The first was released the following month
on the album Little Deuce Coup.

 "Be True to Your School" - The Beach Boys 
 (from Oct. 1963 album Little Deuce Coup




The 45 rpm version, which had a faster tempo
and added the sound of shouting cheerleaders
to the mix, was released around Halloween
and reached its peak of popularity between
Thanksgiving and Christmas.


The single narrowly missed the top 5
on Billboard and spent three weeks
at #1 on a station in Los Angeles.

 "Be True to Your School" 
 The Beach Boys (single version, 
  December 1963, highest chart pos. #6)    




I know the burning question
that's on your mind at this very moment.
Who were those cheerleaders?

 THE HONEYS 


They were The Honeys, the female counterparts of the
Beach Boys with close ties to them. The Honeys are
quite possibly the greatest girl group of the Sixties
that most people never knew about. Today I am
beginning a 4-part series dedicated to them and
other acts that captured the Beach Boys sound.


The Honeys were a Southern California trio that consisted
of the Rovell sisters, Marilyn and Diane, and their cousin
Sandra Glantz who used the stage name Ginger Blake.
Formed in the early 60s, The Honeys were introduced
to Brian Wilson of the Beach Boys. Wilson took the
girls under his wing, used them as background
singers on Beach Boys recordings including
 "Be True to Your School" and got them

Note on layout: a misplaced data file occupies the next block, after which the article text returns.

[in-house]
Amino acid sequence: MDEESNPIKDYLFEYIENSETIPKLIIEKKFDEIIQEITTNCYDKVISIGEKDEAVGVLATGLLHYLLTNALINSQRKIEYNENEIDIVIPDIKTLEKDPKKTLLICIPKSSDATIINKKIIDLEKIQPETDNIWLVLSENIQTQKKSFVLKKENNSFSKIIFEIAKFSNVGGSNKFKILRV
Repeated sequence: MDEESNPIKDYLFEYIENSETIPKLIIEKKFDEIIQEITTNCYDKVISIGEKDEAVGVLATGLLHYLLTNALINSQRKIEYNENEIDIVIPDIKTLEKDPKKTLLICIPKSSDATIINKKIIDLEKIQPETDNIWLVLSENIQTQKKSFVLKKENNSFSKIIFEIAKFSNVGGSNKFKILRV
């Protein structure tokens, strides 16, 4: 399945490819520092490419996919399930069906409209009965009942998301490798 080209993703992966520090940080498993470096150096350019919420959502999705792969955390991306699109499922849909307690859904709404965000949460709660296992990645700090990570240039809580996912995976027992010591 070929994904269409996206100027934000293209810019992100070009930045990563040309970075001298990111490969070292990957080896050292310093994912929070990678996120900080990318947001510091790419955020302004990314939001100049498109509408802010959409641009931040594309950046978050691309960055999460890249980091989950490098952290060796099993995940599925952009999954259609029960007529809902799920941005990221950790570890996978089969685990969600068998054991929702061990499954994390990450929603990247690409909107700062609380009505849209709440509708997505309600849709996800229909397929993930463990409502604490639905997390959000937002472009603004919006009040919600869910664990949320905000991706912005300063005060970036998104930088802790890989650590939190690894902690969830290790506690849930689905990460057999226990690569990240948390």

a Capitol recording contract.


Brian Wilson became producer and head songwriter
for the Honeys and they began to release singles
of their own. Brian Wilson and Marilyn Rovell
developed a personal relationship and they
married in December 1964.


A few years later Brian and Marilyn became
the parents of Carnie and Wendy Wilson
who went on to join Chynna Phillips to
form the hit girl group trio of the 90s
called Wilson Phillips.


The Honeys got their name from the California
surf-rock scene in which female surfers or
girlfriends of male surfers are called honeys.
Jan and Dean referred to honeys in their
hit "Surf City," a song written in draft
form by Brian Wilson and finished
by Jan Berry and Dean Torrence.

Well there's two swingin' honeys for every guy
And all you gotta do is just wink your eye

The Honeys sang background vocals on the Jan and Dean
hits "The New Girl in School," "Dead Man's Curve"
and "The Little Old Lady from Pasadena."


 THE SUPER STOCKS 

A while back I introduced songwriter/producer Gary Usher
and his studio creation Sagittarius featuring Glen Campbell.
Usher also brought us the Hondells, the group that achieved
a top 10 hit with the Beach Boys inspired "Little Honda."


Usher was behind many great recordings that reflected
Southern California's preoccupation with cars, surfing
and a casual, fun in the sun lifestyle. The Super Stocks,
another Usher engineered studio group that included
Glen Campbell, released fine surf rock/hot rod
instrumentals like this one, "Oceanside."

 "Oceanside" - The Super Stocks 
 (July 1964, from album Surf Route 101





 GARY USHER 

 AND THE USHERETTES 


In 1963 the Honeys were credited as "The Usherettes"
when they sang on Usher's 45 "Three Surfer Boys."

 "Three Surfer Boys" - Gary Usher and the Usherettes 
 (September 1963, uncharted) 





 THE HONEYS 

It should come as no surprise, therefore,
that first two singles released by the
Honeys were songs about surfing.